I found the end (one of them anyway), sat on the floor against my bed, got to work, and spent the next two hours hoping I wouldn’t forget the life applications that came with every step of progress.

A gentle touch is always best. Yanking only tightened knots and created new ones. The exact opposite happened when I let my fingers find each tangled part and work it out slowly. Every once in a while I felt my chest tighten and my hands want to hurl what I had left across the room, but that would have undone the work I’d already accomplished, so in each moment of frustration I took a deep breath and tackled the next knot.

Some messes take longer than expected. I predicted that this one would take until lunchtime. Instead, it delayed lunch for over an hour, because I refused to quit until I’d finished.

[bctt tweet=”Some messes take longer than expected.”]

I really am a very determined woman. I refused to let something like yarn lick me!

Sometimes you lose your grip. The larger a ball of yarn gets, the more awkward it is to hold, especially if you’re still untangling knots. I kept dropping my ball. Each time I had to pick it up, re-wrap what had come undone, tighten my hold, and get to work again. I could apply that to so many things.

The hard work is always worth it. When I saw the final foot of string dangling from my fingers I had to restrain myself from screaming with joy (because that would’ve scared Nathan). Instead I presented my completely ball to my son with a satisfying, “Tada!!! I did it!”

“Whoa! Good job, Mom.” He gave me a hug.

“Thank you. What color is it by the way?”

“It’s red.”


I smiled. I took it to my room. I suddenly felt very tired.

After doing something hard, we need a break. How many times had a learned that?


If you’re willing to do the work, you end up with something useful. I now have a drawer full of yarn in various sizes, textures, and colors that I will ask Nathan to help me label at some point.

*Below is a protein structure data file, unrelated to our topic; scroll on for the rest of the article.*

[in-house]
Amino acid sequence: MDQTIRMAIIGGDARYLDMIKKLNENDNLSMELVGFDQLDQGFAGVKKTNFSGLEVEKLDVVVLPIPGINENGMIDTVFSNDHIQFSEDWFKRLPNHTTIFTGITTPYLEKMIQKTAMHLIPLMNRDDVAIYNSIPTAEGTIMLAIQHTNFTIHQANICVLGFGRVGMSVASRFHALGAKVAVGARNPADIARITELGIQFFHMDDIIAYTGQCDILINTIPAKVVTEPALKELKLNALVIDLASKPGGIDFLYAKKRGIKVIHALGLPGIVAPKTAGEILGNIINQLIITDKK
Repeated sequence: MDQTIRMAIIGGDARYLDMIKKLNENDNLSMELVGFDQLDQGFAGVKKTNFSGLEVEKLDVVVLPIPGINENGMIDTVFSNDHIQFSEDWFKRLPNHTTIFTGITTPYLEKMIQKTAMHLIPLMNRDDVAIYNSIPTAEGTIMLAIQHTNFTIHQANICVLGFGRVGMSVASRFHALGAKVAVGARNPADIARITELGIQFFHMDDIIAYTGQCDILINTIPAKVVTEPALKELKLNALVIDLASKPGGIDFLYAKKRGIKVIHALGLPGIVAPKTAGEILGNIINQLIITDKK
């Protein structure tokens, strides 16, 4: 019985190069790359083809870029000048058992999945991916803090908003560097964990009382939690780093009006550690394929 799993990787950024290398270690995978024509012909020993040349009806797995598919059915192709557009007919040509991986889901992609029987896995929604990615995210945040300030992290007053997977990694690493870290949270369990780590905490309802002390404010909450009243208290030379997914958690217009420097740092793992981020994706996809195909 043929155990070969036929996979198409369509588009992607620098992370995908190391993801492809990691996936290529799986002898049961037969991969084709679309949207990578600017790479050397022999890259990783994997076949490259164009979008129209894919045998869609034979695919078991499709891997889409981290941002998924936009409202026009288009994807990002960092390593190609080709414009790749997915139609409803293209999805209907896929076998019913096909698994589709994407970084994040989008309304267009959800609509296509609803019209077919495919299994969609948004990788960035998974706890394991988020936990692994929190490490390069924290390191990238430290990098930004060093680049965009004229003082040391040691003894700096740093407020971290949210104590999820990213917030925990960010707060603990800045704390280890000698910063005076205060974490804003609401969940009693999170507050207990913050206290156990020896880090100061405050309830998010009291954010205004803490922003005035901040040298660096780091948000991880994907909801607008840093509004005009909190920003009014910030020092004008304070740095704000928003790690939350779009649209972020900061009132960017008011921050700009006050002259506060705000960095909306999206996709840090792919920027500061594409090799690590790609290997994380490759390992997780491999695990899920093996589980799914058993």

IMG_0397IMG_0400This mesh bag now hangs from the wall of my closet.

IMG_0403While I was at it I organized my stash as well.

[bctt tweet=”If you’re willing to do the work, you end up with something useful.”]

As you can see, I chose not to ball some of it, not because I got lazy, but because those bundles were okay for now. Why mess with what isn’t a mess?

I’m so thankful that I tackled what was a mess, in my yarn drawer and in life.

Thank you, Lord, for untangling our knots so they can become something useful, possibly even beautiful.

How has God done this for you?


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  1. Jean

    I can relate!!! Love your metaphors.

  2. Oh my heavens! I know this problem all too well, especially the urge to yank those knots. Yet in the perfect life metaphor for life, that just makes the problem worse and me more frustrated. Well said. 😉

    • Jeanette Hanscome

      Thank you! On Friday night I had to apply this lesson again when I balled the yarn that I’d bought with you. I hadn’t planned on it but found a knot early on and decided to take care of it right away.


  1. Just Throw It Away! | Jeanette Hanscome - […] myself untangling one of the partial skeins of leftover yarn that I blogged about in January (you can read…